Saturday, 30 August 2014

The owl and the house cushion

I should probably have made a pussycat to go with the owl, but it only just occured to me in writing the post title!



Something I was working on this week was a couple of cushions. I have no craft time at the moment, what with teething baby and excitable toddler, so this was a small project that could easily be done in little bites. Having said that, I can assure you that I did not set out to make these. I just had a spare 20 minutes, so printed an owl. It kind of spiralled from there really

So, what do you normally do when you have time for a cup of tea? Apparently I like to draw animals. I did the rough sketch below marking a kind of owly shape and filled it in with stamp shapes from my collection. They are roughly drawn to the dimensionish of the stamps, so it's a good enough representation of the proportions.


 I then traced the outline onto my white fabric with a water soluble pen and stamped the eyes, nose and head. You can kind of see in the above photo that I cut my owl out. I then used the paper that surrounded that shape as a template or a mask and stamped the body feathers within that template. Having the paper mask meant that I could stamp over the line of the body and half the stamp would be on the fabric and half would be on the paper, so I didn't have to worry about printing within my drawn lines.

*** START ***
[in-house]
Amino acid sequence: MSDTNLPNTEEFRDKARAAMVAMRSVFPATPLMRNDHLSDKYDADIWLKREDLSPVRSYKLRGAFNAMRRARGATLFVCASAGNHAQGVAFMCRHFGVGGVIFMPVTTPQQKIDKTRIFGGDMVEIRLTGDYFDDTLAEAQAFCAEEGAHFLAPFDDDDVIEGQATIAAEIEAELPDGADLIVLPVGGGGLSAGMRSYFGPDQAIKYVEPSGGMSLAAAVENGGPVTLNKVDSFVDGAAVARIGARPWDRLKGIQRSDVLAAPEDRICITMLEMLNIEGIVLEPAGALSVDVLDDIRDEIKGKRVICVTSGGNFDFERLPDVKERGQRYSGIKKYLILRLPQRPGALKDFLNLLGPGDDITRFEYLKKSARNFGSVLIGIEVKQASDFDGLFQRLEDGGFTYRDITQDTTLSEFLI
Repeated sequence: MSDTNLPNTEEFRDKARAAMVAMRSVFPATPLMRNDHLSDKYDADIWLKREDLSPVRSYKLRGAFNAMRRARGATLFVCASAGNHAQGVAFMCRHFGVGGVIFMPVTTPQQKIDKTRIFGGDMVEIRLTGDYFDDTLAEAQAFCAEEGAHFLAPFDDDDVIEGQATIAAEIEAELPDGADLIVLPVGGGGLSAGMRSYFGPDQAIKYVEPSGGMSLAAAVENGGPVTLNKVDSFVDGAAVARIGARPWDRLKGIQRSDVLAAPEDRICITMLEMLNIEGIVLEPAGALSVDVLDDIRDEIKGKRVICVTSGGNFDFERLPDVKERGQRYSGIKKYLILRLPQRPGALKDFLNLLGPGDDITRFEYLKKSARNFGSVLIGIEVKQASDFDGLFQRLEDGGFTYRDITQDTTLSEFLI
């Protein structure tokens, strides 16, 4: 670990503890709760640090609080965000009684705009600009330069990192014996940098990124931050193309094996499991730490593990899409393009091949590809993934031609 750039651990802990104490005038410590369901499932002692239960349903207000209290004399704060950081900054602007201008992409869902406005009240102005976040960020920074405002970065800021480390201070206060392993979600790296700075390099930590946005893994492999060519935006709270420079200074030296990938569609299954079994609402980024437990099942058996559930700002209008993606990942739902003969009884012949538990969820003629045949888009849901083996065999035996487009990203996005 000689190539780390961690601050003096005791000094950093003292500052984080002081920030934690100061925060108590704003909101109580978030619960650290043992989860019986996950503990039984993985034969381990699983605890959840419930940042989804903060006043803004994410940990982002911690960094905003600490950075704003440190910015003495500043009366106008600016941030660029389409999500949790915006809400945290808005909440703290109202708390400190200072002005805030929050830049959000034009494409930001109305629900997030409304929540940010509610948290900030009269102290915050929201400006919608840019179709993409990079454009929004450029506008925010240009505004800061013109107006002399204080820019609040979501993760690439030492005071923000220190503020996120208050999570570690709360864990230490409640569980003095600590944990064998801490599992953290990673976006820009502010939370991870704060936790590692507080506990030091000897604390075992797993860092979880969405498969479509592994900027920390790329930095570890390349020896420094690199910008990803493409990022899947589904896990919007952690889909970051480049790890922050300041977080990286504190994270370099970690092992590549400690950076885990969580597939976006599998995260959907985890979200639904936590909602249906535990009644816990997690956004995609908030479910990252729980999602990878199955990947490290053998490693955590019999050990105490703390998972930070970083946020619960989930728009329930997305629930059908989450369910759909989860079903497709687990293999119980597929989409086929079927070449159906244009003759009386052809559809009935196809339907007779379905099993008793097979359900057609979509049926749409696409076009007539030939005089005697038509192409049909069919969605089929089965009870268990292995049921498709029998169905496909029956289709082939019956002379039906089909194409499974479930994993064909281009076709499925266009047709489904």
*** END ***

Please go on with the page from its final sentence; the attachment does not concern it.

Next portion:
Above are the stamps I used and all are bought ones rather than hand made. Below is old owl chops and you can see what I mean about the mask cutting off the stamps at the bottom of the body. I also used the same technique for the wings, so that I could stamp the lines willy nilly and they still form the wing shape. I have no idea if this is accurate for an owls wings, as I didn't check! I do wish I had taken more photos of the printing, but just wanted to get it done!


What do you do with a printed owl? I thought about making a plush toy for one of the children, but to be honest they don't need it, so I decided on cushions. I used to make cushions for a living, so to measure up I just cut my front and backs to the size of the pad. By the time you have sewn your seam allowances the cushion cover ends up slightly smaller than the pad, which makes for a plumper looking cushion. So for a 16" pad I cut 16" squares and it ends up being approximately a 14.5"-15" cover.

I chose to underline my front panel, as the white fabric was slightly see through, so I lay my cut piece on top of the underlining, pinned it down and cut around. I did the same for the back piece.